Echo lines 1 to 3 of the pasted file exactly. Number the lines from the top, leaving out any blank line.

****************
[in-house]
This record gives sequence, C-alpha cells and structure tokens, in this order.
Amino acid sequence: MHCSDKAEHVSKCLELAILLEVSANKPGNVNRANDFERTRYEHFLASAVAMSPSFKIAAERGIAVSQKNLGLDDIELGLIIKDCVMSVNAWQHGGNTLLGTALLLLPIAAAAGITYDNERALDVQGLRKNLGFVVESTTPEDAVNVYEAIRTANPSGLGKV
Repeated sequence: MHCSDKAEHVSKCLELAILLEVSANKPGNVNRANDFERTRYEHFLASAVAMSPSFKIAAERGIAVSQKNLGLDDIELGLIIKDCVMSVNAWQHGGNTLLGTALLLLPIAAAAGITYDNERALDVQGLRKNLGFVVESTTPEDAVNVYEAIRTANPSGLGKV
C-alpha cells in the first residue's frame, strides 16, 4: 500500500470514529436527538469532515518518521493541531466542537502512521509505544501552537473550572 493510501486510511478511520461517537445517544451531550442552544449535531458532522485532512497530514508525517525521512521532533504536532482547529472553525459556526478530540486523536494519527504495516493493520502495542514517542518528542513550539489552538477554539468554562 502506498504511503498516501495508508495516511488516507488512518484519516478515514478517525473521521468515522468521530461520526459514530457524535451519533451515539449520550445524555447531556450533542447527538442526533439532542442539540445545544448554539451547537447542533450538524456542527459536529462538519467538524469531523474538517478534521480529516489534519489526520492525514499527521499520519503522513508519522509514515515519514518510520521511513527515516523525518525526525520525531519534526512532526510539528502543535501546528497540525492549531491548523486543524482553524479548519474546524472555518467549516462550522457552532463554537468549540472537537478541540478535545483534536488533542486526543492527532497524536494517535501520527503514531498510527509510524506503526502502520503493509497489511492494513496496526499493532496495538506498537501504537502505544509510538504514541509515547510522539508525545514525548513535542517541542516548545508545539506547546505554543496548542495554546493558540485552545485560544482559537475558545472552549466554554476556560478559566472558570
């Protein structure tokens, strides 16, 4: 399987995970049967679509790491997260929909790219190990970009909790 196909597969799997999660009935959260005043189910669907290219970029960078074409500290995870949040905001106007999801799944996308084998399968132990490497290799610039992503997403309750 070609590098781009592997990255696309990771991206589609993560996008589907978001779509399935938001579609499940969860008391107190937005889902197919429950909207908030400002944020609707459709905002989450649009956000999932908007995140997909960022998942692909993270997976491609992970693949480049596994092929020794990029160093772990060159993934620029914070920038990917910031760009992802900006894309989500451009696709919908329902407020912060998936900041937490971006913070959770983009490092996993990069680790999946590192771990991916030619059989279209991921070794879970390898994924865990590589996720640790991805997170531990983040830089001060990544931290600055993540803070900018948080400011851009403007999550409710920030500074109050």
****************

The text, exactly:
[in-house]
This record gives sequence, C-alpha cells and structure tokens, in this order.
Amino acid sequence: MHCSDKAEHVSKCLELAILLEVSANKPGNVNRANDFERTRYEHFLASAVAMSPSFKIAAERGIAVSQKNLGLDDIELGLIIKDCVMSVNAWQHGGNTLLGTALLLLPIAAAAGITYDNERALDVQGLRKNLGFVVESTTPEDAVNVYEAIRTANPSGLGKV